It's funny how, in times of success for the national team, the three most 'reviled' letters in world cricket have been conspicuous by their absence.
No, we are not talking DRS. DRS is not reviled, not even - contrary to popular perception - by India. It might be contentious, it might be occasionally controversial, but it has found universal acceptance with the exception of India, who continue to oppose its mandatory use across international cricket though they are not averse to making the most of it at global limited-overs ICC events.
India's reluctance to embrace DRS in its totality has been squarely blamed on the pig-headed attitude of the Board of Control for Cricket in India, even if the fact of the matter is that some of the more influential players within the set-up are opposed to the system. India had a very bad experience with the DRS when it was first trialled in 2008 on their Test tour of Sri Lanka. They had clearly not done their homework and had almost every review - or challenge, as it was called then before the ICC decided that umpires' decisions can't be challenged, only reviewed - overturned while Sri Lanka, smart and savvy, used it judiciously, and benefited immensely.
But where were we? Oh, those three reviled letters in world cricket - IPL.
For three successive years starting 2009, the Indian Premier League was blamed for the national team's disastrous showings in international cricket in the immediacy of the Twenty20 tournament. The second edition of the IPL immediately preceded the 2009 World T20 in England, the third edition was staged shortly before the 2010 World T20 in the Caribbean. When the Indian team embarked on these assignments, the general consensus was that the players would benefit from having played plenty of Twenty20 cricket leading in to the World Cup. But once India failed to progress to the knockout stages, in a dramatic but not unexpected U-turn, the origin of the team's poor performances was traced to the IPL, with its attendant travel, fatigue, after-match parties and myriad distractions.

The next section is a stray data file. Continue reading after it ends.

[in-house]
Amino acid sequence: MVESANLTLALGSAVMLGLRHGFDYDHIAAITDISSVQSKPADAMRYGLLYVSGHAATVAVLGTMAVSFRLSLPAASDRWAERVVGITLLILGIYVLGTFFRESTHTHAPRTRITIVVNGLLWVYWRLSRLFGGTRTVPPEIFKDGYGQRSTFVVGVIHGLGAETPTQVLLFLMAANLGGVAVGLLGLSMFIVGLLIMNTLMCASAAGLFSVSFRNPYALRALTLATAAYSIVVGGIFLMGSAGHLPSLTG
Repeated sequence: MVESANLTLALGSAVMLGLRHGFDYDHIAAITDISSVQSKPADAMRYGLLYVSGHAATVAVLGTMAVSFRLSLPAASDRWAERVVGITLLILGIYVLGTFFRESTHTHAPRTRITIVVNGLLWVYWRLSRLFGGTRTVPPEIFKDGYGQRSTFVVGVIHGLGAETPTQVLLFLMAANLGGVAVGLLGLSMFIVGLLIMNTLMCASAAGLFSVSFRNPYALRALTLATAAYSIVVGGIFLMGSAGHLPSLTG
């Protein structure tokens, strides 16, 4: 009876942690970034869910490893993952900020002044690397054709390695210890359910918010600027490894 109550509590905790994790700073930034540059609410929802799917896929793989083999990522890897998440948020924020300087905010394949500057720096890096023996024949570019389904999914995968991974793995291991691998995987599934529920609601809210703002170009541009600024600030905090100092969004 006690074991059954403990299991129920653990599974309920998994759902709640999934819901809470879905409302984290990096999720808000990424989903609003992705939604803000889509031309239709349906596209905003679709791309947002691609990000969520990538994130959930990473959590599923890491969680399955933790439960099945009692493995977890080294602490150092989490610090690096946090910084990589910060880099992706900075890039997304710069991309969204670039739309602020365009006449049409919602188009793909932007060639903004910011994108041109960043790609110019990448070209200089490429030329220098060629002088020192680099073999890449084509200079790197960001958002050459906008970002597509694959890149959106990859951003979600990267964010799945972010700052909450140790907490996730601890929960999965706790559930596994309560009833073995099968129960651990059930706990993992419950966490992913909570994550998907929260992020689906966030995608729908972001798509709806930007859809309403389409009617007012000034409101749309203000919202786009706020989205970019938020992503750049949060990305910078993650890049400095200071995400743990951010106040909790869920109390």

The IPL was again at the receiving end when India wiped the floor in England in 2011, going through the entire tour without a single victory. The callous attitude of the administrators, the lack of planning and foresight, the fact that the Indians were going into a full tour that was to start with the Test series on the back of a surfeit of Twenty20 cricket - they were all held responsible for the abject 4-0 surrender, as well as the abdication of the No. 1 spot in the Test rankings.
It isn't as if there isn't any truth to those charges, at least when it comes to the 2011 tour of England. India's batsmen were decidedly under-cooked against a versatile and supremely skilled English attack, and resembled rabbits frozen in headlights as James Anderson, Stuart Broad, Tim Bresnan and Graeme Swann left India's reputation as the best batting unit in world cricket in tatters. Barring Rahul Dravid, no other batsman looked the part, though it is worth remembering that Abhinav Mukund - who played the first two Tests - and VVS Laxman had very little to do with the IPL season gone by.
But where is talk of the IPL now, when India are playing the best cricket of all teams in the Champions Trophy? Is the success of the Indian team despite the IPL, not because of it? In an ideal world, if the IPL was in the past responsible for poor performances, then should it also not have played at least a peripheral part in India's outstanding show in England this time around? But wait, that's only in an ideal world.